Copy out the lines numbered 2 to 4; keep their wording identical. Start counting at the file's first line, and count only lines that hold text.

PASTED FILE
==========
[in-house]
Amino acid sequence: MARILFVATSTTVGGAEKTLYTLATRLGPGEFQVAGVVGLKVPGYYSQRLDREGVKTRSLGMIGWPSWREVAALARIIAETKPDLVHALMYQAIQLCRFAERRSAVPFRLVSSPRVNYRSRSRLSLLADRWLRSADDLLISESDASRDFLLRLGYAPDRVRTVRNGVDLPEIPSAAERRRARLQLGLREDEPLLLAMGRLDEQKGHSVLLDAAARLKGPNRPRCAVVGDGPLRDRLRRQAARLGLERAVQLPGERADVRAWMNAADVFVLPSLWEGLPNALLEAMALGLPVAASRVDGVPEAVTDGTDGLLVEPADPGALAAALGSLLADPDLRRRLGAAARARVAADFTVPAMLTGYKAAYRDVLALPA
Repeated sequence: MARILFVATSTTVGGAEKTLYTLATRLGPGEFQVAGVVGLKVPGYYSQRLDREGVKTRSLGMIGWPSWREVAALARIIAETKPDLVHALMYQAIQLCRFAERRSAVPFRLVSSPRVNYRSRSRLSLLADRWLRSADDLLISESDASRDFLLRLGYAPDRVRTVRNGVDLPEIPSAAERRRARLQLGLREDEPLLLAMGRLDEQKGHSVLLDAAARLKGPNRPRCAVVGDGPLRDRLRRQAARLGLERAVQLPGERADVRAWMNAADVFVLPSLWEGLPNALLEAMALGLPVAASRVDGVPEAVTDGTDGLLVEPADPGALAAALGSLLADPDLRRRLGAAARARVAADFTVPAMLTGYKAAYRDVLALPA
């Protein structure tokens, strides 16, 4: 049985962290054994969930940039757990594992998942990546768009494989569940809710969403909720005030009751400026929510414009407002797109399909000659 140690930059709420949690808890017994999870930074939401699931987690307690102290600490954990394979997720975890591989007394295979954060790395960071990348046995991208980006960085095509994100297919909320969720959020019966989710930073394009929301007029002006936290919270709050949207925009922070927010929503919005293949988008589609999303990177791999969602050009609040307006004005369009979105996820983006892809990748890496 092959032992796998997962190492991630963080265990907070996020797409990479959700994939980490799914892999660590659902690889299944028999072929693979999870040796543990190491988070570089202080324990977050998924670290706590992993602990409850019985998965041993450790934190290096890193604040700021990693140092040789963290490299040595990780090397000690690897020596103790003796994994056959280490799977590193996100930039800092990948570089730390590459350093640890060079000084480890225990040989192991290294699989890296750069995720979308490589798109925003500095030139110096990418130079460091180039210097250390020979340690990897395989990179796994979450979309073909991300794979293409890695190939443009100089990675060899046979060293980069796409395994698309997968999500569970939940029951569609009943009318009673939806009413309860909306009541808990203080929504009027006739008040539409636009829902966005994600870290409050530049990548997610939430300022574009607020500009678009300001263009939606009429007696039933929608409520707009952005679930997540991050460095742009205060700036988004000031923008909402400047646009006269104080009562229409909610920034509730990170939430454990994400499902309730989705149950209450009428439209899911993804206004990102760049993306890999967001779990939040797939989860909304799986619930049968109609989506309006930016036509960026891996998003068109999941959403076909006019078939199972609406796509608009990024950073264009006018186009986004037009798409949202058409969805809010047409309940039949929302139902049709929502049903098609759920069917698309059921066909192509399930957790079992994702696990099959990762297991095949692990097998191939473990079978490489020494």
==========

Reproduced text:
Amino acid sequence: MARILFVATSTTVGGAEKTLYTLATRLGPGEFQVAGVVGLKVPGYYSQRLDREGVKTRSLGMIGWPSWREVAALARIIAETKPDLVHALMYQAIQLCRFAERRSAVPFRLVSSPRVNYRSRSRLSLLADRWLRSADDLLISESDASRDFLLRLGYAPDRVRTVRNGVDLPEIPSAAERRRARLQLGLREDEPLLLAMGRLDEQKGHSVLLDAAARLKGPNRPRCAVVGDGPLRDRLRRQAARLGLERAVQLPGERADVRAWMNAADVFVLPSLWEGLPNALLEAMALGLPVAASRVDGVPEAVTDGTDGLLVEPADPGALAAALGSLLADPDLRRRLGAAARARVAADFTVPAMLTGYKAAYRDVLALPA
Repeated sequence: MARILFVATSTTVGGAEKTLYTLATRLGPGEFQVAGVVGLKVPGYYSQRLDREGVKTRSLGMIGWPSWREVAALARIIAETKPDLVHALMYQAIQLCRFAERRSAVPFRLVSSPRVNYRSRSRLSLLADRWLRSADDLLISESDASRDFLLRLGYAPDRVRTVRNGVDLPEIPSAAERRRARLQLGLREDEPLLLAMGRLDEQKGHSVLLDAAARLKGPNRPRCAVVGDGPLRDRLRRQAARLGLERAVQLPGERADVRAWMNAADVFVLPSLWEGLPNALLEAMALGLPVAASRVDGVPEAVTDGTDGLLVEPADPGALAAALGSLLADPDLRRRLGAAARARVAADFTVPAMLTGYKAAYRDVLALPA
């Protein structure tokens, strides 16, 4: 049985962290054994969930940039757990594992998942990546768009494989569940809710969403909720005030009751400026929510414009407002797109399909000659 140690930059709420949690808890017994999870930074939401699931987690307690102290600490954990394979997720975890591989007394295979954060790395960071990348046995991208980006960085095509994100297919909320969720959020019966989710930073394009929301007029002006936290919270709050949207925009922070927010929503919005293949988008589609999303990177791999969602050009609040307006004005369009979105996820983006892809990748890496 092959032992796998997962190492991630963080265990907070996020797409990479959700994939980490799914892999660590659902690889299944028999072929693979999870040796543990190491988070570089202080324990977050998924670290706590992993602990409850019985998965041993450790934190290096890193604040700021990693140092040789963290490299040595990780090397000690690897020596103790003796994994056959280490799977590193996100930039800092990948570089730390590459350093640890060079000084480890225990040989192991290294699989890296750069995720979308490589798109925003500095030139110096990418130079460091180039210097250390020979340690990897395989990179796994979450979309073909991300794979293409890695190939443009100089990675060899046979060293980069796409395994698309997968999500569970939940029951569609009943009318009673939806009413309860909306009541808990203080929504009027006739008040539409636009829902966005994600870290409050530049990548997610939430300022574009607020500009678009300001263009939606009429007696039933929608409520707009952005679930997540991050460095742009205060700036988004000031923008909402400047646009006269104080009562229409909610920034509730990170939430454990994400499902309730989705149950209450009428439209899911993804206004990102760049993306890999967001779990939040797939989860909304799986619930049968109609989506309006930016036509960026891996998003068109999941959403076909006019078939199972609406796509608009990024950073264009006018186009986004037009798409949202058409969805809010047409309940039949929302139902049709929502049903098609759920069917698309059921066909192509399930957790079992994702696990099959990762297991095949692990097998191939473990079978490489020494």